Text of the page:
The time to say goodbye to 2011 has almost arrived, and what a year it has been!
Like other years, there’s been good news and there’s been bad news, and since it’s better to finish on an up note, maybe it’s more appropriate to start with the bad news—which this year was dominated by the weather.
For the people of Roscoe, 2011 will likely go down as one of its most memorable years ever in terms of the weather—and not in a good way. It was a year of extremes and broken records.
It began at the end of January with the coldest weather in a generation. Back to back storms hit the area hard, bringing temperatures all the way down to 6°F with sharp north winds and wind chills of well below zero. The storms left in their wake a multitude of broken pipes and related disasters.
The intense cold was followed by what can only be described as the spring from hell. The whole country, already dry from the lack of rain since the preceding October, went into full drought mode with high winds, dust storms, and wildfires. A blaze just north of Colorado City in early March burned over 10,000 acres, and destroyed many homes. It was just the first of many wildfires that would plague the area over the next few months.
By mid-April, wildfires were burning all over the Big Country, and the City of Roscoe’s Spring Fling Festival was held with the smell of smoke in the air from a big fire out of control in Coke County near Robert Lee.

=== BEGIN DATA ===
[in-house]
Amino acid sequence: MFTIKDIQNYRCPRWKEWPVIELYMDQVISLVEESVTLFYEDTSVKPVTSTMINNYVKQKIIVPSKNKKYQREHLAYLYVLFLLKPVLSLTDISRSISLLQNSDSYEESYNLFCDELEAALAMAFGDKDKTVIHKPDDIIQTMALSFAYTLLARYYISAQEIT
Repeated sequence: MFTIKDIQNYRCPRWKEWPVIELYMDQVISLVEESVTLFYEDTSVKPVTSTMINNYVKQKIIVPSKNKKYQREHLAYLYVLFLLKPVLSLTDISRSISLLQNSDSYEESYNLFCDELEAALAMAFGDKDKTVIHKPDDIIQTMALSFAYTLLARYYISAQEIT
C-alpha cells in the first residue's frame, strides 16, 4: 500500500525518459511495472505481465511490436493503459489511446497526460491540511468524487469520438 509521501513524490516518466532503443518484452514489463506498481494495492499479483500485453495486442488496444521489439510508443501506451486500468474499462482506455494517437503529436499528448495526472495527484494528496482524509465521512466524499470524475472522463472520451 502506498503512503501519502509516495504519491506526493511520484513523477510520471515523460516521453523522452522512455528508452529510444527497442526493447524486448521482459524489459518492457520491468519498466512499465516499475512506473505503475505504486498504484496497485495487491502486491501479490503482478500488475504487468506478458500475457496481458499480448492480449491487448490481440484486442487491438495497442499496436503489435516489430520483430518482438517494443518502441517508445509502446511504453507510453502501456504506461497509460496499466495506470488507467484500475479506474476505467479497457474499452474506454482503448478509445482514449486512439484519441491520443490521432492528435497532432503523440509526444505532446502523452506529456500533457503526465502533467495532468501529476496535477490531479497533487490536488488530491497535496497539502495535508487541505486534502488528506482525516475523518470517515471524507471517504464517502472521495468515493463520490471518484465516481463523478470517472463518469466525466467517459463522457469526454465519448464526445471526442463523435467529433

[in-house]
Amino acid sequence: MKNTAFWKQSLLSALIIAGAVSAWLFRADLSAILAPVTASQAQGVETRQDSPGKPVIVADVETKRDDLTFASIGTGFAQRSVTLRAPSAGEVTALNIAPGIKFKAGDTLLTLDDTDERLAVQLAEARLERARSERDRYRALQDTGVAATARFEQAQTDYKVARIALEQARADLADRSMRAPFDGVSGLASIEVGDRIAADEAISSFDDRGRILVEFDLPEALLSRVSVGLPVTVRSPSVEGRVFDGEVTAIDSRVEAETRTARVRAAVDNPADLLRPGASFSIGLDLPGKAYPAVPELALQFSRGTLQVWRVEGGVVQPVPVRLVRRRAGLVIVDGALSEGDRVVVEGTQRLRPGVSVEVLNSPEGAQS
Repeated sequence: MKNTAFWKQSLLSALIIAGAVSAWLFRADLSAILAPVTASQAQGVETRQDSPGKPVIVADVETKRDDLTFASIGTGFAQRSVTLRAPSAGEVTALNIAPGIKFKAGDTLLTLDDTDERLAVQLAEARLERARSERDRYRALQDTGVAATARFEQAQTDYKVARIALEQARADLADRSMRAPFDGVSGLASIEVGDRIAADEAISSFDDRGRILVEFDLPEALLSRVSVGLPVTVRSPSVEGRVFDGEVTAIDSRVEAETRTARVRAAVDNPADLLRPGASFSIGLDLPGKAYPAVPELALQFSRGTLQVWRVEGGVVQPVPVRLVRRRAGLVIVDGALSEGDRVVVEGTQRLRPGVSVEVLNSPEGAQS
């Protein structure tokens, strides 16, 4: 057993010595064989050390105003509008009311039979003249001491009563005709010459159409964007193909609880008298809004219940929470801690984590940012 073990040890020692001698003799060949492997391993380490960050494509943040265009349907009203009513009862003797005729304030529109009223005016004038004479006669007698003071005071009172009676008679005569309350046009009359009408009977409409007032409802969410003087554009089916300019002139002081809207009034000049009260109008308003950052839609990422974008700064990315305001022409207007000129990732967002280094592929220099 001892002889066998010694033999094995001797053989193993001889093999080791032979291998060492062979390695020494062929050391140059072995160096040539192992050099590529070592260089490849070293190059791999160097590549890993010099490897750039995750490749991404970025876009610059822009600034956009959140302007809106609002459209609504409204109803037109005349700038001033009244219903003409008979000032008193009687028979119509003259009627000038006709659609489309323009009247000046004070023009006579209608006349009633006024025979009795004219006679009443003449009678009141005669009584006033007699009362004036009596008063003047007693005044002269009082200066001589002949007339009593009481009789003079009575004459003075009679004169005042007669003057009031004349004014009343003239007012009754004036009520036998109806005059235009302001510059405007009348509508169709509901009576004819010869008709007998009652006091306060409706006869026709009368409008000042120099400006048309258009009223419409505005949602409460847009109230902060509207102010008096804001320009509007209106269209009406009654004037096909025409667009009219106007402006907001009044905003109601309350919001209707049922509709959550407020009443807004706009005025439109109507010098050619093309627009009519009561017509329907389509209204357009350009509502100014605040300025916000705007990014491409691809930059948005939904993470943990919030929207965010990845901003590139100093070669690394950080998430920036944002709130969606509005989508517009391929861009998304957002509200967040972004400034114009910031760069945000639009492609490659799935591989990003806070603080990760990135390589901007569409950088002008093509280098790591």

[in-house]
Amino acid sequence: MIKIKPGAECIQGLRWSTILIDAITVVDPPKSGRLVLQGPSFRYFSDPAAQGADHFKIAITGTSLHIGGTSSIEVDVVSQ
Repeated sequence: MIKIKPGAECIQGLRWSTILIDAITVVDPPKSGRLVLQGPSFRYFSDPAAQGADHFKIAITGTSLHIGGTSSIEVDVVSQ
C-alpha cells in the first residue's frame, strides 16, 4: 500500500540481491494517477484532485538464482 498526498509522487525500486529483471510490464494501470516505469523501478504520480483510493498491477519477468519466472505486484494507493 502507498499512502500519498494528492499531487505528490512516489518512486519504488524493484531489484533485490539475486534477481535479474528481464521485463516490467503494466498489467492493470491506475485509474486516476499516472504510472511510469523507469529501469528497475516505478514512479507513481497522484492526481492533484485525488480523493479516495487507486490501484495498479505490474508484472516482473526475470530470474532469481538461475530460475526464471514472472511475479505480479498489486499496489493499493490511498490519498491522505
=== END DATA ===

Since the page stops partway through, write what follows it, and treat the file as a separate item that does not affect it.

In April the temperature was more like that of a normal June with highs of 90°F or more for 14 of the 30 days. The official temperature for Roscoe on April 8 was 98°, and some thermometers around town recorded readings of over 100°. The pattern would continue throughout the summer. May had several 100° days with the high coming on May 28 when the mercury rose to 108°.
The highest temperature of the year, 109°F, came on June 17. June had a total of 22 days in which the temperature hit the century mark, July had 24, August 26, and September 2.
All told, Kenny Landfried, Roscoe’s official weatherman, recorded a total of 81 triple-digit days for Roscoe this year, an all-time record. In comparison, Abilene had 82, Austin 84, Dallas-Fort Worth 70, Wichita Falls 100, and San Angelo 96. For all these cities, the numbers they recorded broke all the old records, usually by quite a bit.